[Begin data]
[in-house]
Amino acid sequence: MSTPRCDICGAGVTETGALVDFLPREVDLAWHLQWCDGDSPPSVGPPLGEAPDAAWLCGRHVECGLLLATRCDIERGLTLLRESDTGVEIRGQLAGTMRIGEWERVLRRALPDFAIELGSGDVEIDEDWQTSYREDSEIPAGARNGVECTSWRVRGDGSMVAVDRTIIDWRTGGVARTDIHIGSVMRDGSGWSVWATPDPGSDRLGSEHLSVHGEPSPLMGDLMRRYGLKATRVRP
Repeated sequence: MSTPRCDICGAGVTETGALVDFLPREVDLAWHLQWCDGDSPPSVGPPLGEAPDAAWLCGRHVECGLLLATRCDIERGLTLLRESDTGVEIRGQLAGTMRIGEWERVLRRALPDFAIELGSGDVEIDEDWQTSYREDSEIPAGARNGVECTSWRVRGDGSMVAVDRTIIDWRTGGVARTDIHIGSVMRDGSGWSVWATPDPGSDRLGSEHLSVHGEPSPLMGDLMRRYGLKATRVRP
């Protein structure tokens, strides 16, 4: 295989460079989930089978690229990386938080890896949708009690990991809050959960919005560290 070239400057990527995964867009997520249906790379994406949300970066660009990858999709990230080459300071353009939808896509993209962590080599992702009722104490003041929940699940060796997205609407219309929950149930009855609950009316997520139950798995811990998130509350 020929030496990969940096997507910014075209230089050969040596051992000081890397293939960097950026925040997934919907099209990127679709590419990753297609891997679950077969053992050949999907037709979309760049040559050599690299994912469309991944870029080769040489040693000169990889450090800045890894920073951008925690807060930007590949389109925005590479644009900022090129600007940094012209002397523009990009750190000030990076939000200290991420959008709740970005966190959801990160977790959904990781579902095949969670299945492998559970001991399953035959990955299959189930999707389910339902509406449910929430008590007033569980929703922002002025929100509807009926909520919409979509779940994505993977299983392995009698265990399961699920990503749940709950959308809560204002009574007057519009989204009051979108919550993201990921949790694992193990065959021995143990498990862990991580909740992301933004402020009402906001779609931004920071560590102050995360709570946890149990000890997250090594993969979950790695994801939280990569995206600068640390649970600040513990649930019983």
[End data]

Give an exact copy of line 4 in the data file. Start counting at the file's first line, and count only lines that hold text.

């Protein structure tokens, strides 16, 4: 295989460079989930089978690229990386938080890896949708009690990991809050959960919005560290 070239400057990527995964867009997520249906790379994406949300970066660009990858999709990230080459300071353009939808896509993209962590080599992702009722104490003041929940699940060796997205609407219309929950149930009855609950009316997520139950798995811990998130509350 020929030496990969940096997507910014075209230089050969040596051992000081890397293939960097950026925040997934919907099209990127679709590419990753297609891997679950077969053992050949999907037709979309760049040559050599690299994912469309991944870029080769040489040693000169990889450090800045890894920073951008925690807060930007590949389109925005590479644009900022090129600007940094012209002397523009990009750190000030990076939000200290991420959008709740970005966190959801990160977790959904990781579902095949969670299945492998559970001991399953035959990955299959189930999707389910339902509406449910929430008590007033569980929703922002002025929100509807009926909520919409979509779940994505993977299983392995009698265990399961699920990503749940709950959308809560204002009574007057519009989204009051979108919550993201990921949790694992193990065959021995143990498990862990991580909740992301933004402020009402906001779609931004920071560590102050995360709570946890149990000890997250090594993969979950790695994801939280990569995206600068640390649970600040513990649930019983």